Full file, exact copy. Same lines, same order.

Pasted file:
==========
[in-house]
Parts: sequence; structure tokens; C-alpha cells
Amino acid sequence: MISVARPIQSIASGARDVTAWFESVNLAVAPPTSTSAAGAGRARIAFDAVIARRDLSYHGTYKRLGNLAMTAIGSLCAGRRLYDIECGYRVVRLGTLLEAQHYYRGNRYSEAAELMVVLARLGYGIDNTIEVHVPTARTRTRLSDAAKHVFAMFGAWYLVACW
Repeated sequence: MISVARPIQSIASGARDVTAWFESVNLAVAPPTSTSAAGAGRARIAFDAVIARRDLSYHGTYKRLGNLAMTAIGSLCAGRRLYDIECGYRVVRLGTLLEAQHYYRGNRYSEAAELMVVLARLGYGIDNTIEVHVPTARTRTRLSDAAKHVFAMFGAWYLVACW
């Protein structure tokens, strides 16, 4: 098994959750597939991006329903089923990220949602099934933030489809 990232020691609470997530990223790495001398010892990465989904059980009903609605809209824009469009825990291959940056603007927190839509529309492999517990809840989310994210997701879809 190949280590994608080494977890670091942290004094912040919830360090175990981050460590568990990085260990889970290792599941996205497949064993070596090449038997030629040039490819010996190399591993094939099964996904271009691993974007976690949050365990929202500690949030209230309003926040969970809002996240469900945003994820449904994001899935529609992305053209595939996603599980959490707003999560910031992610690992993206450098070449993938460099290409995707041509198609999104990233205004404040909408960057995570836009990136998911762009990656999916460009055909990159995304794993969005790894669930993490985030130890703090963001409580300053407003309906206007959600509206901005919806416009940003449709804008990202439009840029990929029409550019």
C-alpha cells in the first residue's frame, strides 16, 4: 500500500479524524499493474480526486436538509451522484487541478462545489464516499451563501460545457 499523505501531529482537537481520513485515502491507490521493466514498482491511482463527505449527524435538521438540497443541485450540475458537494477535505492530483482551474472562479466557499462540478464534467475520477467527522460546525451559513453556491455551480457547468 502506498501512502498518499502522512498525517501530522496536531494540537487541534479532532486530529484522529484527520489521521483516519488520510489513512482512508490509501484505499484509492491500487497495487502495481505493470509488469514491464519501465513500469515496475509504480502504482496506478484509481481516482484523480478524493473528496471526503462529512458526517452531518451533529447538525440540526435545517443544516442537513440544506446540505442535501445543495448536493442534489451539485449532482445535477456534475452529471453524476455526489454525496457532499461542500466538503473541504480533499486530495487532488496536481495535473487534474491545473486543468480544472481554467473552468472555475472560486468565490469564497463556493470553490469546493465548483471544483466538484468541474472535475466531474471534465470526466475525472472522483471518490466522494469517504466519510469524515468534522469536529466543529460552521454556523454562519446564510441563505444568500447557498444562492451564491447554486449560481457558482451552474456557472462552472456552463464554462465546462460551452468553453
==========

[in-house]
Parts: sequence; structure tokens; C-alpha cells
Amino acid sequence: MISVARPIQSIASGARDVTAWFESVNLAVAPPTSTSAAGAGRARIAFDAVIARRDLSYHGTYKRLGNLAMTAIGSLCAGRRLYDIECGYRVVRLGTLLEAQHYYRGNRYSEAAELMVVLARLGYGIDNTIEVHVPTARTRTRLSDAAKHVFAMFGAWYLVACW
Repeated sequence: MISVARPIQSIASGARDVTAWFESVNLAVAPPTSTSAAGAGRARIAFDAVIARRDLSYHGTYKRLGNLAMTAIGSLCAGRRLYDIECGYRVVRLGTLLEAQHYYRGNRYSEAAELMVVLARLGYGIDNTIEVHVPTARTRTRLSDAAKHVFAMFGAWYLVACW
């Protein structure tokens, strides 16, 4: 098994959750597939991006329903089923990220949602099934933030489809 990232020691609470997530990223790495001398010892990465989904059980009903609605809209824009469009825990291959940056603007927190839509529309492999517990809840989310994210997701879809 190949280590994608080494977890670091942290004094912040919830360090175990981050460590568990990085260990889970290792599941996205497949064993070596090449038997030629040039490819010996190399591993094939099964996904271009691993974007976690949050365990929202500690949030209230309003926040969970809002996240469900945003994820449904994001899935529609992305053209595939996603599980959490707003999560910031992610690992993206450098070449993938460099290409995707041509198609999104990233205004404040909408960057995570836009990136998911762009990656999916460009055909990159995304794993969005790894669930993490985030130890703090963001409580300053407003309906206007959600509206901005919806416009940003449709804008990202439009840029990929029409550019």
C-alpha cells in the first residue's frame, strides 16, 4: 500500500479524524499493474480526486436538509451522484487541478462545489464516499451563501460545457 499523505501531529482537537481520513485515502491507490521493466514498482491511482463527505449527524435538521438540497443541485450540475458537494477535505492530483482551474472562479466557499462540478464534467475520477467527522460546525451559513453556491455551480457547468 502506498501512502498518499502522512498525517501530522496536531494540537487541534479532532486530529484522529484527520489521521483516519488520510489513512482512508490509501484505499484509492491500487497495487502495481505493470509488469514491464519501465513500469515496475509504480502504482496506478484509481481516482484523480478524493473528496471526503462529512458526517452531518451533529447538525440540526435545517443544516442537513440544506446540505442535501445543495448536493442534489451539485449532482445535477456534475452529471453524476455526489454525496457532499461542500466538503473541504480533499486530495487532488496536481495535473487534474491545473486543468480544472481554467473552468472555475472560486468565490469564497463556493470553490469546493465548483471544483466538484468541474472535475466531474471534465470526466475525472472522483471518490466522494469517504466519510469524515468534522469536529466543529460552521454556523454562519446564510441563505444568500447557498444562492451564491447554486449560481457558482451552474456557472462552472456552463464554462465546462460551452468553453